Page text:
The dollar has taken its cue from yesterday's solid economic data and has moved higher overnight. This time however, it is the euro that is suffering while the yen largely holds its position.

U.S. second quarter

GDP

(

definition |

chart |

source

) came in at 5.2%, well above the anticipated 3.7%. This strong number keeps alive expectations of a possible further hike in interest rates in August.

The dollar added to its overnight gains after the data.

Dollar/yen is firmer at 109.35. Japanese economic data released this morning suggest a slow domestic recovery. Industrial output grew 1.7% in June but offsetting this positive news was other data showing unemployment higher and personal spending lower. Consumer prices in the Tokyo area fell 0.9% in July, the 11th-consecutive monthly decline.

A further 2% overnight fall in the stock market added extra reason to be cautious about the Japanese economy. Not helping the yen was another set of accusations of corruption against a top official of the ruling

LDP

.

Clearly there is nothing in the current picture of the Japanese economy to indicate that an interest rate rise is called for.

The euro opened substantially weaker, at $0.9240, after closing yesterday at $0.9325.

Euro-zone M3 money growth for the year to June was 5.4%, lower than expected.

French unemployment fell to 9.6% in June, the 10th successive fall. General business confidence also rose.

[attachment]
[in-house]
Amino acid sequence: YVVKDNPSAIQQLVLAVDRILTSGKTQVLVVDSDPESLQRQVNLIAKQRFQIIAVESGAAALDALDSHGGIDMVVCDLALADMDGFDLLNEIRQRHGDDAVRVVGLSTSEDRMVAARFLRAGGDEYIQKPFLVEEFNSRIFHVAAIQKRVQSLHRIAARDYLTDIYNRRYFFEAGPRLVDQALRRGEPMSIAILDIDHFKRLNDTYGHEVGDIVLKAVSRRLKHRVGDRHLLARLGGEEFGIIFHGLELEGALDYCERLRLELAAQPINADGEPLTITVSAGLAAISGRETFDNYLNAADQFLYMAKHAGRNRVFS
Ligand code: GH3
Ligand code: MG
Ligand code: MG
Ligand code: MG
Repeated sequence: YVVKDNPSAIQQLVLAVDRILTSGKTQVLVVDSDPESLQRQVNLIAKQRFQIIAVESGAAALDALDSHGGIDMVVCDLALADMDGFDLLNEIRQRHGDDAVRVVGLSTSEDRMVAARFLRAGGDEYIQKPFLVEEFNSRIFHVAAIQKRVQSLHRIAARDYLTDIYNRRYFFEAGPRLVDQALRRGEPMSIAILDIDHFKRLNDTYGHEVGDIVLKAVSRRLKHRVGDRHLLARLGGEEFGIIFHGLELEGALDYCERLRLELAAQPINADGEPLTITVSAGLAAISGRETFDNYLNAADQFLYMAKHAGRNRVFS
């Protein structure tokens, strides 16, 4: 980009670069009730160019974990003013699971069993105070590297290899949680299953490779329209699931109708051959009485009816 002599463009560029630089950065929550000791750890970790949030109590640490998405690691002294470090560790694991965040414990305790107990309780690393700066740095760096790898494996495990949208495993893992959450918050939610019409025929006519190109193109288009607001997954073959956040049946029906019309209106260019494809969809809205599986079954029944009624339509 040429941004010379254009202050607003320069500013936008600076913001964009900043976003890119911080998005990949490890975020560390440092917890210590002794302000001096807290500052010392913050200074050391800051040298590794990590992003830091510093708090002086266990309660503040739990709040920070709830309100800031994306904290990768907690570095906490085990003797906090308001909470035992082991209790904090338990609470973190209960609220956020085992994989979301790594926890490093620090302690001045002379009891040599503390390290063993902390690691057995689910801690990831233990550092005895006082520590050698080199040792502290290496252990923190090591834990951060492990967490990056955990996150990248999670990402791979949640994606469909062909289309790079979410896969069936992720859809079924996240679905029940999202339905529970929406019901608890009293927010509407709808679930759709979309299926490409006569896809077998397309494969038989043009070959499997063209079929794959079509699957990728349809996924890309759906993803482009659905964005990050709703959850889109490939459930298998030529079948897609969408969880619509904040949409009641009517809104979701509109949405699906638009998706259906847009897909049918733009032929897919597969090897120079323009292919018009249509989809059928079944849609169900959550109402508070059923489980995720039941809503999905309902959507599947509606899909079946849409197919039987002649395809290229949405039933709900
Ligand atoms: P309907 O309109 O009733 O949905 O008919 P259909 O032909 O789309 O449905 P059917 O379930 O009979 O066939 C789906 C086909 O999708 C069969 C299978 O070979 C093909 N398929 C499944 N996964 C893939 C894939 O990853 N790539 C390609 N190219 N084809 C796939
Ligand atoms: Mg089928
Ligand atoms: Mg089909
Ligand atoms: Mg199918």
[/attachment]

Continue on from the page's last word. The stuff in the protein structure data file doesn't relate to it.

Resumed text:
Economic data from Ireland is continuing to be out of line with other euro zone countries. Today, retail sales for May were reported as up 0.6% in the month, for a year-on-year rise of 20.3%.

"The real situation here is that the euro has lost all upside momentum," said Mark Henry of

GNI Capital

in London. "It's a reaction to failing to move beyond 94 cents yesterday morning."

The trend in the euro/yen cross is in favor of the yen and the euro has fallen back from last night's close at 101.85 to open at 101.10. "The risk is on the downside for euro/yen also," said Henry who sees the euro as undercut by weaker-than-expected data. "The feeling is that any euro rally in the short term is a good selling opportunity."

Dollar/Swiss franc is more than a centime firmer, at 1.6710. The euro/Swiss franc rate is lower, at 1.5475.

The pound is also lower vs. the dollar, at $1.5020, down 80 points overnight. Euro/sterling is steady, at 61.50 pence.

Comments by the incoming

Bank of England

Chief Economist,

Charles Bean

indicated that a 50 basis-point interest rate rise in the U.K. was," quite possible."

The Canadian dollar is at one-week lows at C$1.4735, continuing yesterday's pullback. The concern is that strong U.S. data will weaken the Canadian dollar by suggesting a widening of interest rate differentials.

The Australian dollar is steady at lower levels, at about $0.5860. The possibility of further rate hikes in Australia is giving some support to the currency.

The New Zealand dollar is lower, at $0.4575.

The South African rand is weaker, at 6.94.

The Polish zloty is slightly off, at 4.33 per dollar, but has made headway against a weaker euro.